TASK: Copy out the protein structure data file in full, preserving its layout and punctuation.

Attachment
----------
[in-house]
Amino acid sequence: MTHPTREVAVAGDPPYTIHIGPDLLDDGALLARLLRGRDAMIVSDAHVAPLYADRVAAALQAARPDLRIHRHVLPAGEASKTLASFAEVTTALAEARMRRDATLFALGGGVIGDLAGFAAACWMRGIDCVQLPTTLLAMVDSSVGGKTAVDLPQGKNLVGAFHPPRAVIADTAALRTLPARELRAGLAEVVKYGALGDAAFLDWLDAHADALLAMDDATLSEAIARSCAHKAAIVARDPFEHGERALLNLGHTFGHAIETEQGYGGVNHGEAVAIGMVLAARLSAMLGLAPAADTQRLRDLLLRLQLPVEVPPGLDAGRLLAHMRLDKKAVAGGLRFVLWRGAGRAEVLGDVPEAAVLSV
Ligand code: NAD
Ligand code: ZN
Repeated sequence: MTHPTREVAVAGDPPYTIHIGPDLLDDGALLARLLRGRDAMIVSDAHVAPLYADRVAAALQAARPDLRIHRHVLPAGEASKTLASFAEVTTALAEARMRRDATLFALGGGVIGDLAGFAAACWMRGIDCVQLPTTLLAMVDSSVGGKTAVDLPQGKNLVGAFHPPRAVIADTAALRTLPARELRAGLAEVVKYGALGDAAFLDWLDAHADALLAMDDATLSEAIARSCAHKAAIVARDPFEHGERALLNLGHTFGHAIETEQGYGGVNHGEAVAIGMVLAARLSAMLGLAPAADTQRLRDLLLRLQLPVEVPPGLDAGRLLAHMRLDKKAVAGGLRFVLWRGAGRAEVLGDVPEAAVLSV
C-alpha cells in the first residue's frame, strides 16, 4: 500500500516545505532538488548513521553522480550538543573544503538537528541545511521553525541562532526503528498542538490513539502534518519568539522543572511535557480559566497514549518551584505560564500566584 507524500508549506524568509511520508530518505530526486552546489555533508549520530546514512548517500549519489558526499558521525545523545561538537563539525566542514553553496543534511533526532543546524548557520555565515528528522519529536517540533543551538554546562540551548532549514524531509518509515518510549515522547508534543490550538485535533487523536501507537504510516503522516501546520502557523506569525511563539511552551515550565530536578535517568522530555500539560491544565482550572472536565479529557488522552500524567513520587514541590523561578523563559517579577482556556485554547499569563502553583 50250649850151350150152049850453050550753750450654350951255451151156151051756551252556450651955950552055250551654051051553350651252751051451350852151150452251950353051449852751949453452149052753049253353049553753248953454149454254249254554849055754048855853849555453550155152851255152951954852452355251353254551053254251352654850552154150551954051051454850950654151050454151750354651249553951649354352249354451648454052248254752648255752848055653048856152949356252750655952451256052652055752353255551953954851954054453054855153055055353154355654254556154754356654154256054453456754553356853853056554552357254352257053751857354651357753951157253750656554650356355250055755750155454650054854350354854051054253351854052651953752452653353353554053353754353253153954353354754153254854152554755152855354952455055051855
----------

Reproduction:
[in-house]
Amino acid sequence: MTHPTREVAVAGDPPYTIHIGPDLLDDGALLARLLRGRDAMIVSDAHVAPLYADRVAAALQAARPDLRIHRHVLPAGEASKTLASFAEVTTALAEARMRRDATLFALGGGVIGDLAGFAAACWMRGIDCVQLPTTLLAMVDSSVGGKTAVDLPQGKNLVGAFHPPRAVIADTAALRTLPARELRAGLAEVVKYGALGDAAFLDWLDAHADALLAMDDATLSEAIARSCAHKAAIVARDPFEHGERALLNLGHTFGHAIETEQGYGGVNHGEAVAIGMVLAARLSAMLGLAPAADTQRLRDLLLRLQLPVEVPPGLDAGRLLAHMRLDKKAVAGGLRFVLWRGAGRAEVLGDVPEAAVLSV
Ligand code: NAD
Ligand code: ZN
Repeated sequence: MTHPTREVAVAGDPPYTIHIGPDLLDDGALLARLLRGRDAMIVSDAHVAPLYADRVAAALQAARPDLRIHRHVLPAGEASKTLASFAEVTTALAEARMRRDATLFALGGGVIGDLAGFAAACWMRGIDCVQLPTTLLAMVDSSVGGKTAVDLPQGKNLVGAFHPPRAVIADTAALRTLPARELRAGLAEVVKYGALGDAAFLDWLDAHADALLAMDDATLSEAIARSCAHKAAIVARDPFEHGERALLNLGHTFGHAIETEQGYGGVNHGEAVAIGMVLAARLSAMLGLAPAADTQRLRDLLLRLQLPVEVPPGLDAGRLLAHMRLDKKAVAGGLRFVLWRGAGRAEVLGDVPEAAVLSV
C-alpha cells in the first residue's frame, strides 16, 4: 500500500516545505532538488548513521553522480550538543573544503538537528541545511521553525541562532526503528498542538490513539502534518519568539522543572511535557480559566497514549518551584505560564500566584 507524500508549506524568509511520508530518505530526486552546489555533508549520530546514512548517500549519489558526499558521525545523545561538537563539525566542514553553496543534511533526532543546524548557520555565515528528522519529536517540533543551538554546562540551548532549514524531509518509515518510549515522547508534543490550538485535533487523536501507537504510516503522516501546520502557523506569525511563539511552551515550565530536578535517568522530555500539560491544565482550572472536565479529557488522552500524567513520587514541590523561578523563559517579577482556556485554547499569563502553583 50250649850151350150152049850453050550753750450654350951255451151156151051756551252556450651955950552055250551654051051553350651252751051451350852151150452251950353051449852751949453452149052753049253353049553753248953454149454254249254554849055754048855853849555453550155152851255152951954852452355251353254551053254251352654850552154150551954051051454850950654151050454151750354651249553951649354352249354451648454052248254752648255752848055653048856152949356252750655952451256052652055752353255551953954851954054453054855153055055353154355654254556154754356654154256054453456754553356853853056554552357254352257053751857354651357753951157253750656554650356355250055755750155454650054854350354854051054253351854052651953752452653353353554053353754353253153954353354754153254854152554755152855354952455055051855